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We're planning to host our website for the first time for ourselves. We have currently have a linode of 8 gigs and the memory is going up to 90% most of the time. So I want to move my website to my own server with huge RAM. So this will be first time to manage any physical hardware of a server.

So I came across IBM's BladeCenter, found them interesting. So can I just buy the blade and run it? Or do I have to buy the chassis for sure? Also, do I need to buy an UPS? So how hard is it to setup? How about the hard drives? Can I setup them easily? Please advice.

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Quick note: Blades are for specialised deployments, such as high density socket/core counts per rack, or extremely flexible, bare-bones scenarios. They're not for most people. –  Mark Henderson Nov 14 '11 at 23:59
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FYI, blade center servers have fans that are loud as hell. –  Trevor Boyd Smith Nov 15 '11 at 13:52
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We have many HP c7000 Blades systems and they are not loud at all...probably the some of the quietest systems we have, unless you go pulling some of the fans up causing the others to work harder to make for the lost airflow. –  mrTomahawk Nov 16 '11 at 12:00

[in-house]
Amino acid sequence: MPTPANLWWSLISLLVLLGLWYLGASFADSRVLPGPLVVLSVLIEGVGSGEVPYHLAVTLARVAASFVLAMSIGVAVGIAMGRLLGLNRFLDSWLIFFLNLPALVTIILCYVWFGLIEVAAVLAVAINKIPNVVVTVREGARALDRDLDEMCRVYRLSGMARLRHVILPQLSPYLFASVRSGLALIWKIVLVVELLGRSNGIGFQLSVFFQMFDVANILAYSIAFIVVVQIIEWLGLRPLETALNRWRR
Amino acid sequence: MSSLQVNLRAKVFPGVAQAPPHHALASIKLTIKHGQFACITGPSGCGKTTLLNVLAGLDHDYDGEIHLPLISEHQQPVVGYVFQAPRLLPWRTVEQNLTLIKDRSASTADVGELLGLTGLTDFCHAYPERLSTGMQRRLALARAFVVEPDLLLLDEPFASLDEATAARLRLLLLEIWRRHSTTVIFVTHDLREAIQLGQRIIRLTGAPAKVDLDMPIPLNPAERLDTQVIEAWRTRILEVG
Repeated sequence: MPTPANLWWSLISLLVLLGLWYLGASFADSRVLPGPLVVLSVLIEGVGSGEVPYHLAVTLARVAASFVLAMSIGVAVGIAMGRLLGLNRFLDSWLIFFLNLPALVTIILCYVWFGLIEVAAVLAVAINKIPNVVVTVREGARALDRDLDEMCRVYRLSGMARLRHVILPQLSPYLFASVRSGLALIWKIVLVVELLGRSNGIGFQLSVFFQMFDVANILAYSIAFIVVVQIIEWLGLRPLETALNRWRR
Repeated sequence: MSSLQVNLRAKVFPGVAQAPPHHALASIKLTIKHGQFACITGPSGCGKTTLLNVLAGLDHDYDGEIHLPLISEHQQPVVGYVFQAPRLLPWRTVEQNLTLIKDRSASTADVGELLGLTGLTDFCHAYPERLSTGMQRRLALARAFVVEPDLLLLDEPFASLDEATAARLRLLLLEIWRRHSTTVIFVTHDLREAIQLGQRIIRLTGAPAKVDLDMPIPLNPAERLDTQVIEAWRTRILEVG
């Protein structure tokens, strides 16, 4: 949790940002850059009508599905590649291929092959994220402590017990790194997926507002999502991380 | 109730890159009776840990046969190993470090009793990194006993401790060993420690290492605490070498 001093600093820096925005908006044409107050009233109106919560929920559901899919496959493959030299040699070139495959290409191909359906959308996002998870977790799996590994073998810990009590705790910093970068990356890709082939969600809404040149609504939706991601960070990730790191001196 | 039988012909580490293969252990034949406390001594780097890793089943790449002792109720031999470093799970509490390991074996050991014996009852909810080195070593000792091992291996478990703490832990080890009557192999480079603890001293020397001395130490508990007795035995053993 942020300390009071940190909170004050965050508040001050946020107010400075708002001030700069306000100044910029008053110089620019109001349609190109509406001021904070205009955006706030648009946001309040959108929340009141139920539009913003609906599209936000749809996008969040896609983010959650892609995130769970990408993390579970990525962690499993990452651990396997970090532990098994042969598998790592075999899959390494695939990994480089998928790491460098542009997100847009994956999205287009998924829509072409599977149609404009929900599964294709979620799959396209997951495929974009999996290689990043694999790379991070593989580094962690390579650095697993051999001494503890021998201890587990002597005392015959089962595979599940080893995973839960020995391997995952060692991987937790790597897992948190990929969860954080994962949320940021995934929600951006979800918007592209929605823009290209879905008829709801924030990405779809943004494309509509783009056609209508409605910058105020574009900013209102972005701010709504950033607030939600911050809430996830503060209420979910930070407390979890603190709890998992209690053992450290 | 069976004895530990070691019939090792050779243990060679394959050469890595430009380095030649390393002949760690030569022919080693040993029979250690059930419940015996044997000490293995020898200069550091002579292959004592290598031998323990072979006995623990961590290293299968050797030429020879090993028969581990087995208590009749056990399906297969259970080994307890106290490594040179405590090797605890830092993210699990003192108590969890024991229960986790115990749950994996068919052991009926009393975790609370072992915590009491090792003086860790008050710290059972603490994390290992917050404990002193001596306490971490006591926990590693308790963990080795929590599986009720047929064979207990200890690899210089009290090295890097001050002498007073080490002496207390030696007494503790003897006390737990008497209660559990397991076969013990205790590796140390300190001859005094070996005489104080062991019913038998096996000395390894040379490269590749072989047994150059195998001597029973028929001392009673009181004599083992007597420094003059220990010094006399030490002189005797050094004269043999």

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@varchar1 - it is considered polite to mark your question as answered if you don't have any further questions. :) –  Tim Brigham Nov 17 '11 at 15:48
    
@timbrigham I just learned how to do that, thanks. –  varchar1 Nov 17 '11 at 20:16

4 Answers 4

up vote 27 down vote accepted

Unless you have a very good reason - density, etc - I would advise against going with blades.

A good 2U server from HP or Dell would provide all you need in the way of RAM. I personally prefer HP DL380's - I have several with 72+ GB of RAM. You really need to get a better grip on the fundamentals before you start worrying about what kind of hardware to purchase. You need to have reliable power, cooling, security (locked rack / server room), network access, ram and disk specifications, etc before you start looking at the kind of servers to buy.